No matter what the leadership role elected to, you/your kid will learn so much about him/herself.

For his/her sake and well-being, please send your child on any kind of Outward Bound trip. No matter who he/she is, whether a delinquent or a straight A student, social butterfly or closet case, or somewhere in between, it will be one of the most memorable 3 weeks of his/her life. I was somewhere in between, and I was on the trip with delinquents who had stolen cars and done drugs (all were 14-15). They learned from me, I learned from them.

The best decision parents can make for their child is to send him/her on an Outward Bound trip.

5
★★★★★

When I was 14 (minimum age for the program), I went on the 21 day trip. First week was hiking on the Superior Hiking Trail. Just enough time to get used to the intense cadence and schedule and learn some of the basics of fire-building, wood-gathering, camp setup, and leave-no-trace camping. Then two weeks of intense canoeing. We spent two weeks putting on soaked frozen socks every morning, canoeing 10-15 miles a day, and eating dried fruit and dehydrated mac and cheese. Two weeks into the trip, we spent 3 days separated from each other with our sleeping bag, a mosquito net, a tiny bag of trail mix, dried fruit and a small granola bar. The trip was split into 3 stages: Beginning, Middle, and Final Phase. For the Beginning, the two instructors told us what to do and were on our backs the whole time. For the Middle, they told us where to camp and where to go but let us do as we please at the campsite. For the Final Phase, we elected people from the group to be cooks, wood gatherers, navigator, and leader. From then on, we made our own decisions and the instructors only intervened when there was potential for something going really wrong. They canoed at least 100ft away from us and just kind of followed.

As leader for the Final Phase, I learned a lot about myself and my limits. The six other "brigadiers" looked up to me and followed my orders. I learned to find a balance between needs and sanity of the group. We needed to travel 15+ miles one day, but there were strong head winds and high waters so I opted for stopping at 3PM and getting some good sleep. We woke up at 3 in the morning and caught up our lost mileage under the northern lights in the brisk morning air. Needless to say, everyone was much happier.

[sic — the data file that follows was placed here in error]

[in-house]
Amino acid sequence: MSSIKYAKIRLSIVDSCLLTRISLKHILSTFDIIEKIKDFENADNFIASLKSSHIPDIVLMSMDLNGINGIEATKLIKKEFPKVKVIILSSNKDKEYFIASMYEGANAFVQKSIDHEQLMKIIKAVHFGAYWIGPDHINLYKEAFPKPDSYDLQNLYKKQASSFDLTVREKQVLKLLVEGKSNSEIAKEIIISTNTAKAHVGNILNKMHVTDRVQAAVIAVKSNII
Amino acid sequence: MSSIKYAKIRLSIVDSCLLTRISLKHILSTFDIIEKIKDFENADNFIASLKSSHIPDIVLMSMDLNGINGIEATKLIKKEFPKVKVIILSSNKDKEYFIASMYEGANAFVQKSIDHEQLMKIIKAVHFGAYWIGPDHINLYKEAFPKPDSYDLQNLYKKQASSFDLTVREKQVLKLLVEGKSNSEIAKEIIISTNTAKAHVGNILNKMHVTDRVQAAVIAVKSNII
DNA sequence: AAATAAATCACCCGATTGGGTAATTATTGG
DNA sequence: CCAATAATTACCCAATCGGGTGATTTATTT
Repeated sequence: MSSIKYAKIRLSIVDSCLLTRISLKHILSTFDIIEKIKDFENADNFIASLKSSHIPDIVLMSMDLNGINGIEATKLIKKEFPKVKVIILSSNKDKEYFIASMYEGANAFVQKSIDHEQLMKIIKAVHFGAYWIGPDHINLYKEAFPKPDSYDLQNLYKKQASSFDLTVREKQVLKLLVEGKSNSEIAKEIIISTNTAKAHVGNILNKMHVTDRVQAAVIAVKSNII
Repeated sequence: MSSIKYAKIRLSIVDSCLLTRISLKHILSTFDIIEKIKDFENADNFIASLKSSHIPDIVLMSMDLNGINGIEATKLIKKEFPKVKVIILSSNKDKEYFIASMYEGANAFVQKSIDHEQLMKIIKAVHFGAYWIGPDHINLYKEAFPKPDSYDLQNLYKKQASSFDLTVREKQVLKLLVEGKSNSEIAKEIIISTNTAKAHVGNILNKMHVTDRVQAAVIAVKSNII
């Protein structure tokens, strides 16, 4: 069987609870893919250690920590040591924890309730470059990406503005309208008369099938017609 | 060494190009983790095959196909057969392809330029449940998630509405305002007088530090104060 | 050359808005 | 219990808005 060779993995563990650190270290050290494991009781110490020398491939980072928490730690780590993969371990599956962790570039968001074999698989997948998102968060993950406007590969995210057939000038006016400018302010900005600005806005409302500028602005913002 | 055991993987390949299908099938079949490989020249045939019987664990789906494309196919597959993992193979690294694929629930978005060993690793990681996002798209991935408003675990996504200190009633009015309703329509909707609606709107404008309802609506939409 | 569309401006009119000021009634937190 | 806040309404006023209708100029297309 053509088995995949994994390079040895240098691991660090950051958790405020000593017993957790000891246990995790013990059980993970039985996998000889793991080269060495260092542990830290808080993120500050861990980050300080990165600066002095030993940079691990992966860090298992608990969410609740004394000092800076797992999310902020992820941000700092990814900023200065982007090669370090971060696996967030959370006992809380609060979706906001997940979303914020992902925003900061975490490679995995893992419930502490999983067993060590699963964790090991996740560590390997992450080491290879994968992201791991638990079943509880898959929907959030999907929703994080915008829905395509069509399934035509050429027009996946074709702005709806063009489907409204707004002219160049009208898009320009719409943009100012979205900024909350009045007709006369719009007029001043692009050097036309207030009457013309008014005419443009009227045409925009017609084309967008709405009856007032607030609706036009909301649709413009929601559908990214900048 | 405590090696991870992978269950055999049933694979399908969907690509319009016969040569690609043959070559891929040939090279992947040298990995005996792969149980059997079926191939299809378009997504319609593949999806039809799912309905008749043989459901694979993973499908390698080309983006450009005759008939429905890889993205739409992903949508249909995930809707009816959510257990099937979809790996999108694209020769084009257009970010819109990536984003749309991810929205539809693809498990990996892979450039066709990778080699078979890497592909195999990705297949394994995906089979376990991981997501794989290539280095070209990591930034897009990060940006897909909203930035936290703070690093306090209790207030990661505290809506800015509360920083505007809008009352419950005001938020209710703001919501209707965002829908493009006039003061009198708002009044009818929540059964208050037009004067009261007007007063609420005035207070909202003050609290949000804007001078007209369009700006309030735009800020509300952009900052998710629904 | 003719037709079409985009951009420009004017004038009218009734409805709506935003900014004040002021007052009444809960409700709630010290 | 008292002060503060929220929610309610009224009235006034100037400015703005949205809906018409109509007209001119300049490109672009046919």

No matter what the leadership role elected to, you/your kid will learn so much about him/herself.

For his/her sake and well-being, please send your child on any kind of Outward Bound trip. No matter who he/she is, whether a delinquent or a straight A student, social butterfly or closet case, or somewhere in between, it will be one of the most memorable 3 weeks of his/her life. I was somewhere in between, and I was on the trip with delinquents who had stolen cars and done drugs (all were 14-15). They learned from me, I learned from them.

The best decision parents can make for their child is to send him/her on an Outward Bound trip.

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1 out of 1 people found this review helpful.

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http://www.vobs.com/

When I finished my undergraduate education, I had had enough of "book learning". I had a friend who had gone on an Outward Bound trip and reccomended it. When I saw the course catalog, and its description of the semester long course, I knew it was for me!
I was in the wilderness for 84 days (with a one-week break in between). The first part was dog sledding and cross-country skiing in MN. We also had a week at the "homeplace" in Ely where we built a dogsled. To say that it was awesome can't fully capture the experience! We slept outside in -30 degree weather. We did our overnight solo with a tarp and sleeping bag in the snow. We mushed sled dogs.
After the break, we went hiking in Big Bend National Park, canoeing on th Rio Grande, and hiking in Mexico. Every step was amazing.
This is a great place to learn organizational and leadership skills. As well as to learn to push yourself emotionally and physically. Would I do it again? YES.

5
★★★★★

http://www.vobs.com/

When I finished my undergraduate education, I had had enough of "book learning". I had a friend who had gone on an Outward Bound trip and reccomended it. When I saw the course catalog, and its description of the semester long course, I knew it was for me!